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Blogging is such a huge part of the web. What was once a niche phrase is now widely known and for good reason! Blogging is just writing on the web. A blog is just a place with published articles. In a sense, you could call just about any publication on the web a blog.

Since so many of us have blogs of our own, or have found ourselves in one way or another designing a blog, let's use this as a theme this month. Each week we'll have a challenge prompt for some element of a blog that typically needs designing.

To participate: Create a Pen → and tag it codepenchallenge and the weekly tag. We'll be watching and sharing the best stuff on our blog, Twitter, and Instagram (Use the #CodePenChallenge tag on Twitter and Instagram as well).

This challenge's tag: cpc-menus


Menus are such a ubiqutious need for websites they are hard to even talk about as a pattern. They are a million ways to do them, from the simple and mundane to the exotic and interactive. They stand between your users and your content though, so you have to do it right. Let's have a play at designing a menu this week.

Your challenge: take this Pen and style the menu.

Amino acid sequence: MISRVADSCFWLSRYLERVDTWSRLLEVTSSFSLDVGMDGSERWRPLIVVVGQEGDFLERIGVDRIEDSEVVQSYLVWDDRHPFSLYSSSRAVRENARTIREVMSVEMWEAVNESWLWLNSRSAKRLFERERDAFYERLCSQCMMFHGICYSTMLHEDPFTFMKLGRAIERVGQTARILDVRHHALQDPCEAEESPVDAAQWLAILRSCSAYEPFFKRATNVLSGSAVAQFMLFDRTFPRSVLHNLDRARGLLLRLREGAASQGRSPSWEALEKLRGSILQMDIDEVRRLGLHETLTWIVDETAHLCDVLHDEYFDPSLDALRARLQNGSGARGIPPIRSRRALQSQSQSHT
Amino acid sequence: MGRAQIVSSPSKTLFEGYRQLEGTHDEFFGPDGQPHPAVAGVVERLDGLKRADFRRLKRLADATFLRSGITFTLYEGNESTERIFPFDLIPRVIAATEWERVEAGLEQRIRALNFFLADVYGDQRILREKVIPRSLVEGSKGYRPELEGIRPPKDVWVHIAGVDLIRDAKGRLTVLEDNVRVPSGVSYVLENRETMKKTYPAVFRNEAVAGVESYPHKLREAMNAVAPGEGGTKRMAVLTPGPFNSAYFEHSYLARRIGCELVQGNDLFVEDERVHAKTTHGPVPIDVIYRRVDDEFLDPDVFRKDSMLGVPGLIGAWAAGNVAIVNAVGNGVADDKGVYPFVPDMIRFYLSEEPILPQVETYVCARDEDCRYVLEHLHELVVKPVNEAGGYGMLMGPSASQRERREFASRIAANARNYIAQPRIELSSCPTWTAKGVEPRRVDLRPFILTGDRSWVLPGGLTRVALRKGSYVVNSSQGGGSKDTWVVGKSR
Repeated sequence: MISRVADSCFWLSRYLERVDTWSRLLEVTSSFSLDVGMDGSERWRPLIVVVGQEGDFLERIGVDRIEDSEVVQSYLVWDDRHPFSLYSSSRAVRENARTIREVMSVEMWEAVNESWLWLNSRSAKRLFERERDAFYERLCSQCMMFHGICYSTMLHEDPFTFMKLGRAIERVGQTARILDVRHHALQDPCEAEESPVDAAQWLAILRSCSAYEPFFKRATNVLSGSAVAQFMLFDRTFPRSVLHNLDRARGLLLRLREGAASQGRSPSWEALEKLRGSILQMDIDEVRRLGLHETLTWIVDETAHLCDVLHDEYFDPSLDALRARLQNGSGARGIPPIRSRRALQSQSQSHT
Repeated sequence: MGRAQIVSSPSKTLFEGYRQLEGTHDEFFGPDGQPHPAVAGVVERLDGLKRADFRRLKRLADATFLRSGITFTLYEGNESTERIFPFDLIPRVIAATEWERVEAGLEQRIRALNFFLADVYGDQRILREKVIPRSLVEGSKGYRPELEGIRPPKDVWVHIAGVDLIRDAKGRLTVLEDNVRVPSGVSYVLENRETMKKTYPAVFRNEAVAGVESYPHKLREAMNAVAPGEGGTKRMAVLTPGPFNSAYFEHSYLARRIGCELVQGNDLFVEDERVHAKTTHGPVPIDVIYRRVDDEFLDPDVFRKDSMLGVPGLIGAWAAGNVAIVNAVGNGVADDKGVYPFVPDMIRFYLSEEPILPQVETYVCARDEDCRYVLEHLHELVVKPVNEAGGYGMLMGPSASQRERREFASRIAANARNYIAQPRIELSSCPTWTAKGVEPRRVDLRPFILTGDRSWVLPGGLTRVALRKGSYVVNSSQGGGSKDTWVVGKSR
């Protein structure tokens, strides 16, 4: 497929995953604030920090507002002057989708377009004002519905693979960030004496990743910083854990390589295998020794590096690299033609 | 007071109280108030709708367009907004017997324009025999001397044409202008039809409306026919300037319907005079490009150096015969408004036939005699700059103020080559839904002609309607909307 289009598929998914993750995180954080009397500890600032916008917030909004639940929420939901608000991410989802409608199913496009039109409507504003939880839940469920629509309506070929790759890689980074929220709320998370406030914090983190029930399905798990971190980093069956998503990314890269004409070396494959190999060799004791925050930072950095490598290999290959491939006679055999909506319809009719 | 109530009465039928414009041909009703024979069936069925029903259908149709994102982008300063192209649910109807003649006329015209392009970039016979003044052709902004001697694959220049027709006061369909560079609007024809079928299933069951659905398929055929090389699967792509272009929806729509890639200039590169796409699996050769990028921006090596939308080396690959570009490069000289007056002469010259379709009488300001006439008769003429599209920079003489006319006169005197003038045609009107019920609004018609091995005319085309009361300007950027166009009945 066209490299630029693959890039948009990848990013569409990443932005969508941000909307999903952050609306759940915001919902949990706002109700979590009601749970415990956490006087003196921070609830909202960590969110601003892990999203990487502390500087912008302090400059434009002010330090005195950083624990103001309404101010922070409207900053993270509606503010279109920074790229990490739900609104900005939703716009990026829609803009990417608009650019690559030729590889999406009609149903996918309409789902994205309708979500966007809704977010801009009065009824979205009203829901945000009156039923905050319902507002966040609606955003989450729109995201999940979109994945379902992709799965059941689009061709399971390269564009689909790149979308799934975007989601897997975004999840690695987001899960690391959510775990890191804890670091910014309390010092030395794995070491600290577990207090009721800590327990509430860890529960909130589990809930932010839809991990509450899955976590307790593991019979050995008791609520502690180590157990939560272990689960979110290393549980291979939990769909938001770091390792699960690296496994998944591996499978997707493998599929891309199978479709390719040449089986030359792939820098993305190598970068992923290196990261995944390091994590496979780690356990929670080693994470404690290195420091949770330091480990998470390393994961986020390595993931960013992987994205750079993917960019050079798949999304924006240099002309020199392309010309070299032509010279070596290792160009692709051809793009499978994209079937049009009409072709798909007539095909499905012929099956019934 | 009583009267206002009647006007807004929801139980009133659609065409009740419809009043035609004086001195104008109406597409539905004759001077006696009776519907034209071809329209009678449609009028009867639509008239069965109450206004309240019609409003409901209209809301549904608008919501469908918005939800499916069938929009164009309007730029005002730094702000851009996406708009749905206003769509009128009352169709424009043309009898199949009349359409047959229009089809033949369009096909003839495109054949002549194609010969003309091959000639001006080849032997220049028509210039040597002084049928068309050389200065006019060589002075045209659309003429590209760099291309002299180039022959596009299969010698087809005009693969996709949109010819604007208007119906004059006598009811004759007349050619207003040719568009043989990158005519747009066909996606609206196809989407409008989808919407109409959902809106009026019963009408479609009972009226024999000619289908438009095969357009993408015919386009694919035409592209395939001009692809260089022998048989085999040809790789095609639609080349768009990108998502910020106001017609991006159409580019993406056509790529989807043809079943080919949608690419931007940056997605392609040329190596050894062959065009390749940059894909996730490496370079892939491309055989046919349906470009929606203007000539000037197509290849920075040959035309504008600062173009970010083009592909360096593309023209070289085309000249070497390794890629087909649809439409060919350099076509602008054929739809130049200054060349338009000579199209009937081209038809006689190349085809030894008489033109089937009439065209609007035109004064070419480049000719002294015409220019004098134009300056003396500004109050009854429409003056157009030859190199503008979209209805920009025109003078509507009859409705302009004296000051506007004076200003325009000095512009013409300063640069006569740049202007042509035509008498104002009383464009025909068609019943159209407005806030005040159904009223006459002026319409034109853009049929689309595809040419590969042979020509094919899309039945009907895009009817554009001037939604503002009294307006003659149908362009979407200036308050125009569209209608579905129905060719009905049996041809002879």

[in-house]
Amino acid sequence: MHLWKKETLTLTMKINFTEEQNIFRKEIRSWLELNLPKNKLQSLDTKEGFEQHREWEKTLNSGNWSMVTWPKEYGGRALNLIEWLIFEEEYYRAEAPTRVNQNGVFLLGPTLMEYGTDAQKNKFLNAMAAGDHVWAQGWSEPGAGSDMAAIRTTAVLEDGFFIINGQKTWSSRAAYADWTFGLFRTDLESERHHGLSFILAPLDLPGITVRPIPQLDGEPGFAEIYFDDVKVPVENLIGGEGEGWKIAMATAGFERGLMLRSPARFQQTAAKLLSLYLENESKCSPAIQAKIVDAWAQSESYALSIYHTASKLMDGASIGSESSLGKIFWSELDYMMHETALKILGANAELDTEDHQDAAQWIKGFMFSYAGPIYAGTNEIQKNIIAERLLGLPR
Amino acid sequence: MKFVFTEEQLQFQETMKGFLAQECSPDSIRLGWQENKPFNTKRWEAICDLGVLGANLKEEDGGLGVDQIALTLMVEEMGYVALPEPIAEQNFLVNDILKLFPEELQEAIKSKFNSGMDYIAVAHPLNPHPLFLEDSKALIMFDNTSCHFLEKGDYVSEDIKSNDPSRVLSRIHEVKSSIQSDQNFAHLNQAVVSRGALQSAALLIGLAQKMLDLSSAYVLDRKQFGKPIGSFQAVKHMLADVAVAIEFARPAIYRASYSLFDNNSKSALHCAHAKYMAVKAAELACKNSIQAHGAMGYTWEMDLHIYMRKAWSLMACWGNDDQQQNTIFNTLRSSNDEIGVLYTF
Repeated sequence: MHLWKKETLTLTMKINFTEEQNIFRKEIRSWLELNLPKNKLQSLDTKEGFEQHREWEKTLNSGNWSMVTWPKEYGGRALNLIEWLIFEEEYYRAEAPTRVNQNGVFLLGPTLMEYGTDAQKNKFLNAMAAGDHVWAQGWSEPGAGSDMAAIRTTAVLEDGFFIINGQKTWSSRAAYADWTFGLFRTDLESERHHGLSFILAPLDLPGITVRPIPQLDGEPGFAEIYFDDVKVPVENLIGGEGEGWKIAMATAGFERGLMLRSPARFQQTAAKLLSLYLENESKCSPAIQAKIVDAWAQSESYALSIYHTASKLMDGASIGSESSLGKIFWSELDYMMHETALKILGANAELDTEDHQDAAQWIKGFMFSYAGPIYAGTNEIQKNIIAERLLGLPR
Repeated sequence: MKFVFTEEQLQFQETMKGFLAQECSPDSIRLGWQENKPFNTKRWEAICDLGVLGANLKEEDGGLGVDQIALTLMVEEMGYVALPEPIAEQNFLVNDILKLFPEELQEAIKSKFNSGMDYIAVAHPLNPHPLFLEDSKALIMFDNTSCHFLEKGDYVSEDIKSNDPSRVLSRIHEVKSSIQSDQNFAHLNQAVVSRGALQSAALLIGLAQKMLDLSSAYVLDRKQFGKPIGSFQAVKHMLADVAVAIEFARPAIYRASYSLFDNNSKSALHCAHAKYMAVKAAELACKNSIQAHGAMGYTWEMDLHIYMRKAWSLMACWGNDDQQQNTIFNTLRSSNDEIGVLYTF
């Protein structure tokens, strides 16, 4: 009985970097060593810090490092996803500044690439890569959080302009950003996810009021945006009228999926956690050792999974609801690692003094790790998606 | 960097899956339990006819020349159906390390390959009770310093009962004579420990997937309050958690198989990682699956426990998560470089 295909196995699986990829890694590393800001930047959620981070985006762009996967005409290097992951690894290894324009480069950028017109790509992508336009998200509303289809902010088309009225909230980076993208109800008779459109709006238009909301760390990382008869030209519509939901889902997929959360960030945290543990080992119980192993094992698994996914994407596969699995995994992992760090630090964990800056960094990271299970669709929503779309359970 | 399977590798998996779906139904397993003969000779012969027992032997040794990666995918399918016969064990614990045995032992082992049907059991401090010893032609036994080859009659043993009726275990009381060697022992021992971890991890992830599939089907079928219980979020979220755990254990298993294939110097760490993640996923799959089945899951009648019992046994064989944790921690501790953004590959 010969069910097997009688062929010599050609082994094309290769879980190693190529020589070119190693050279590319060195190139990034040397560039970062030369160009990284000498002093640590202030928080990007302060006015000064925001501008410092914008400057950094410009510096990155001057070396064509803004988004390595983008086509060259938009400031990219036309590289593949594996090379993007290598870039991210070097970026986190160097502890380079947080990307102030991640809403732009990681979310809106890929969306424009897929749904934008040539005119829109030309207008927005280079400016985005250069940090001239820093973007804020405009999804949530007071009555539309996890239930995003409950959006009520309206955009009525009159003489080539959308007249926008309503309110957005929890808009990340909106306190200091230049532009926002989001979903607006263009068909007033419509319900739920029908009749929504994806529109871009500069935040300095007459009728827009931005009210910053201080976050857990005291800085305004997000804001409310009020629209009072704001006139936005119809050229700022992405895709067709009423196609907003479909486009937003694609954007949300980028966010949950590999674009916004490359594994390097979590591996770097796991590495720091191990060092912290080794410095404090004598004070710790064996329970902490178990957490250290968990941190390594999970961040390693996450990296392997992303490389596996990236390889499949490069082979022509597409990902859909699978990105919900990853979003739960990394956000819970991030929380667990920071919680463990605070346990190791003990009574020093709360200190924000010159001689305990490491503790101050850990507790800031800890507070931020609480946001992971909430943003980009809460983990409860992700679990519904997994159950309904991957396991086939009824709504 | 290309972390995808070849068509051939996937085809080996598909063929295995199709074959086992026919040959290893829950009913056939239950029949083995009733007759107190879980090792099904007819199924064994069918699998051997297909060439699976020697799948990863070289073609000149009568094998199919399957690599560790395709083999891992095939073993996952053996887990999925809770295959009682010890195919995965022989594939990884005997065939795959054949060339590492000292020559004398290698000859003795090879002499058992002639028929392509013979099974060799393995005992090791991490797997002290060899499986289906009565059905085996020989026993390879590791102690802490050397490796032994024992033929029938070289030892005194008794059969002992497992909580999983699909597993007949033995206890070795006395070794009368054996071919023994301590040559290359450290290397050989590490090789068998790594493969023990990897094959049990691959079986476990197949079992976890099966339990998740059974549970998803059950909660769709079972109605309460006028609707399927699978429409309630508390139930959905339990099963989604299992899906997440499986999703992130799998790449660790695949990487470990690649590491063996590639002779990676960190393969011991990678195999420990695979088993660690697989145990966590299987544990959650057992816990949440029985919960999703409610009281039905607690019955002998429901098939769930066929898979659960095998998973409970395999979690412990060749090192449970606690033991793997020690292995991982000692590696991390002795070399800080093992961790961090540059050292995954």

1. Notice the nested lists in these menus. Which way are you going to take it? Display all the items all the time, or make it interactive with some way to reveal the sub menus?
  2. Menus these days have the unique challenge of needing to accomodate both huge and tiny screens. Can you make this menu work both ways?
  3. The unstyled Pen is incredibly boring as-is. Is there some way to make it even more boring?


You know what's pretty great for blogs? WordPress. You know what's makes WordPress way more powerful? Jetpack. Here's some resources they recommend:

  • Have you seen the :focus-within CSS selector? It might be able to help.
  • There are a number of official CodePen Patterns collections that you can reference, like menu icons, tabs, and dropdown menus. Notice on that Patterns page how there are three ways to browse: the collection, search, or the tag.
  • CSS play has literally hundreds of menus check out.
This challenge's tag: cpc-figures

Figure & Figcaption

Images are a staple in blog posts. They provide context, break up the text, and draw eyeballs. It's often useful to be able to set some text right beside an image, and the semantically appropriate HTML for that is the figure and figcaption tags. This is a bit of a throwback to last month's HTML buddies!

Your challenge: design a beautiful and/or unique figure and figcapation pairing.


  1. There normally isn't much interactivity to a figure/figcaption, but could there be? Should there be?
  2. Incorporate your figure/figcaption design into a larger context. Perhaps variations on design and placement. Maybe last weeks typesetting challenge could provide a home.
  3. Images can be such a challenge for front end developers these days. Maybe this is a good excuse to play with technologies like responsive images, alternate image formats, or lazy loading.